Dating apps like Tinder, OkCupid, and Grindr are all the rage these days. Despite making it easier to meet and meet new people, dating apps can also pose a privacy risk.
A recent Wall Street Journal investigation uncovered a major privacy flaw in Grindr, an app that caters to gay and queer people.
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App user location information has been on sale for years.
The data has been available for about five years, starting in 2017, and the article says earlier data may still be available. This is despite the company claiming to have stopped sending location data to ad networks.
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Citing people familiar with the matter, the newspaper said “the precise movements of millions of users of the gay dating app Grindr were collected from a digital advertising network and put up for sale.”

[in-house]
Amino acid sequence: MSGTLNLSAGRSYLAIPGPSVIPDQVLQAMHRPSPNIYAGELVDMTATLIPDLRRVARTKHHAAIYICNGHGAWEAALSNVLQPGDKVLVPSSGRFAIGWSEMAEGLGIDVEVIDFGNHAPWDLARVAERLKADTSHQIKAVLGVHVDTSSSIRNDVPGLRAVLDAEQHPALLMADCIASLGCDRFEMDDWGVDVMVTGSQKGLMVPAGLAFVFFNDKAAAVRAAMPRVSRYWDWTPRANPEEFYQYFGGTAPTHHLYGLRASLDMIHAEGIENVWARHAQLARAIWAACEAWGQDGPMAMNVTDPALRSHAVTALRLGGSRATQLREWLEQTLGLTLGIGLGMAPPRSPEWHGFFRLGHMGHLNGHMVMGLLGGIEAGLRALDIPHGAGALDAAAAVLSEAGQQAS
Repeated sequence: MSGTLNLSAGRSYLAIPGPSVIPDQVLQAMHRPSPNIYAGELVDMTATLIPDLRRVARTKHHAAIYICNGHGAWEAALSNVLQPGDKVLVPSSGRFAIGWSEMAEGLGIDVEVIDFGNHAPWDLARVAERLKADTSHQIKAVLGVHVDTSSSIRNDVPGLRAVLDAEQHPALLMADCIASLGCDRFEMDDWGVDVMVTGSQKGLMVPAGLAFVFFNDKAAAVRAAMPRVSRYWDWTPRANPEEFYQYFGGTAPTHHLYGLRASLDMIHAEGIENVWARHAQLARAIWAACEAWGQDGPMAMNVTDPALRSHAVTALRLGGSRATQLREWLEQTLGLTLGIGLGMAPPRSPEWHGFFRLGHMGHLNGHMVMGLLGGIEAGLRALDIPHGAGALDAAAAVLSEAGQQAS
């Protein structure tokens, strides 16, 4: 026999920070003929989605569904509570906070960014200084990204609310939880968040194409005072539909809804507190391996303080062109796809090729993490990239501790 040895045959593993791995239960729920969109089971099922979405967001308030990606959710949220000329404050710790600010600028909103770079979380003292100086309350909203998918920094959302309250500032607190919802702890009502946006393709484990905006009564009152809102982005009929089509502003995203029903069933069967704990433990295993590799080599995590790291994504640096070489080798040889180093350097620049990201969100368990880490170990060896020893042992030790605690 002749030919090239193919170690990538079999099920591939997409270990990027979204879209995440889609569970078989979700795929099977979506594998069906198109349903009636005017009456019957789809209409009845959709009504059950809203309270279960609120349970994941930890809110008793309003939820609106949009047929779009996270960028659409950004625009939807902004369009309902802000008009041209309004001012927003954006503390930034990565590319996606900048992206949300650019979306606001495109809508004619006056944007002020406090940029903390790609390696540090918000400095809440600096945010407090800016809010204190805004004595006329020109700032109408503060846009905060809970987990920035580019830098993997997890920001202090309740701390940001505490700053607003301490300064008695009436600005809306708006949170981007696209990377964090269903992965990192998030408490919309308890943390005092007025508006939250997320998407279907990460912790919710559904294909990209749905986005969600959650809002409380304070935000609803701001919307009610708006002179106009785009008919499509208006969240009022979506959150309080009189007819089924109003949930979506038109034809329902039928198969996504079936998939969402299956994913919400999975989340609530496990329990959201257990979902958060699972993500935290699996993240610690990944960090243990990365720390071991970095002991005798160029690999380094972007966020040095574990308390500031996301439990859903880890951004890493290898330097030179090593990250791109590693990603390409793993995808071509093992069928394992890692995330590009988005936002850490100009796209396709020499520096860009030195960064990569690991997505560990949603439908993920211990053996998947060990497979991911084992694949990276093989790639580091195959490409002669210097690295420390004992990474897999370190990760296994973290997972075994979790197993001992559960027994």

The data is believed to contain no personal information such as names and phone numbers. Location data, however, allows users to infer things like specific users and romantic encounters based on their proximity to a particular location. A user’s location data can also provide clues to their identity, such as their business and home addresses.
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In 2020, a Norwegian consumer group also reported that apps like Grindr and OkCupid shared personal information such as user location and sexuality with around 100 companies. These companies use the data for advertising and marketing purposes.
Even today, many are not open about their sexual orientation, and in some places being gay still carries risks, so this violation of privacy can be very dangerous. Experts have expressed concern about sharing such data, with some calling it risky in extreme circumstances.
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(With agency contributions)